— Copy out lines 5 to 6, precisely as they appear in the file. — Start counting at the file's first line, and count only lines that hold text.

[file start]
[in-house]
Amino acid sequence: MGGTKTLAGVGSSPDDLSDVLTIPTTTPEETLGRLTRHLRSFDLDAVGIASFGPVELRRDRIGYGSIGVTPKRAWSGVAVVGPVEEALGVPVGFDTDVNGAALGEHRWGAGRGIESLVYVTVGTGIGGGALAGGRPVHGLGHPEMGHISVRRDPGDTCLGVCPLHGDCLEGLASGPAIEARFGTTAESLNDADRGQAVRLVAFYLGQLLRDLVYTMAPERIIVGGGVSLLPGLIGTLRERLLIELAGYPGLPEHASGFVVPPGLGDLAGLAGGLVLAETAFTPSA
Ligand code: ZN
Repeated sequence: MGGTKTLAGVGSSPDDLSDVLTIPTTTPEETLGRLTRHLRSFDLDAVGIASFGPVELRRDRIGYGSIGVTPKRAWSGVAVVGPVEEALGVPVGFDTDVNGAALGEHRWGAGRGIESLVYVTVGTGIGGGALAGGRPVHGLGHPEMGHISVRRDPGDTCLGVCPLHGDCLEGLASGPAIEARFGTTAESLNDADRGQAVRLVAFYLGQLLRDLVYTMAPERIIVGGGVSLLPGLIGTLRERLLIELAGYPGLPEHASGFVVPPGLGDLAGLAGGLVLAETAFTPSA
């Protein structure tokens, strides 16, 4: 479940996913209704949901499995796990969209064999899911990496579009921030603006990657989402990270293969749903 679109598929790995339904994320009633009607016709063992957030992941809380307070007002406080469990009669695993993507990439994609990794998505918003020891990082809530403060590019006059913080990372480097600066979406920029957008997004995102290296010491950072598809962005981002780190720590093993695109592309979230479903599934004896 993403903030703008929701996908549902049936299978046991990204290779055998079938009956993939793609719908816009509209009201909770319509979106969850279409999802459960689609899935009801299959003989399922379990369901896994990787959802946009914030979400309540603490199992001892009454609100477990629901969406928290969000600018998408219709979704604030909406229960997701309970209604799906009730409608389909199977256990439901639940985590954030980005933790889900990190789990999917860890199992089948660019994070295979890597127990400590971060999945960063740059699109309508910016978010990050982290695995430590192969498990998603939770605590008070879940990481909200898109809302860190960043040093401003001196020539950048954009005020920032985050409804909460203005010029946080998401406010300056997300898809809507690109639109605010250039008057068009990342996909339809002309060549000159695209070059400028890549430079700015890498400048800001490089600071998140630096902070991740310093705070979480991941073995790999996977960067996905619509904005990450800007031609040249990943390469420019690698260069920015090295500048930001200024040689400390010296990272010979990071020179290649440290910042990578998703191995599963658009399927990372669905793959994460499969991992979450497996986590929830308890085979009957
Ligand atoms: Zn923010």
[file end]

């Protein structure tokens, strides 16, 4: 479940996913209704949901499995796990969209064999899911990496579009921030603006990657989402990270293969749903 679109598929790995339904994320009633009607016709063992957030992941809380307070007002406080469990009669695993993507990439994609990794998505918003020891990082809530403060590019006059913080990372480097600066979406920029957008997004995102290296010491950072598809962005981002780190720590093993695109592309979230479903599934004896 993403903030703008929701996908549902049936299978046991990204290779055998079938009956993939793609719908816009509209009201909770319509979106969850279409999802459960689609899935009801299959003989399922379990369901896994990787959802946009914030979400309540603490199992001892009454609100477990629901969406928290969000600018998408219709979704604030909406229960997701309970209604799906009730409608389909199977256990439901639940985590954030980005933790889900990190789990999917860890199992089948660019994070295979890597127990400590971060999945960063740059699109309508910016978010990050982290695995430590192969498990998603939770605590008070879940990481909200898109809302860190960043040093401003001196020539950048954009005020920032985050409804909460203005010029946080998401406010300056997300898809809507690109639109605010250039008057068009990342996909339809002309060549000159695209070059400028890549430079700015890498400048800001490089600071998140630096902070991740310093705070979480991941073995790999996977960067996905619509904005990450800007031609040249990943390469420019690698260069920015090295500048930001200024040689400390010296990272010979990071020179290649440290910042990578998703191995599963658009399927990372669905793959994460499969991992979450497996986590929830308890085979009957
Ligand atoms: Zn923010």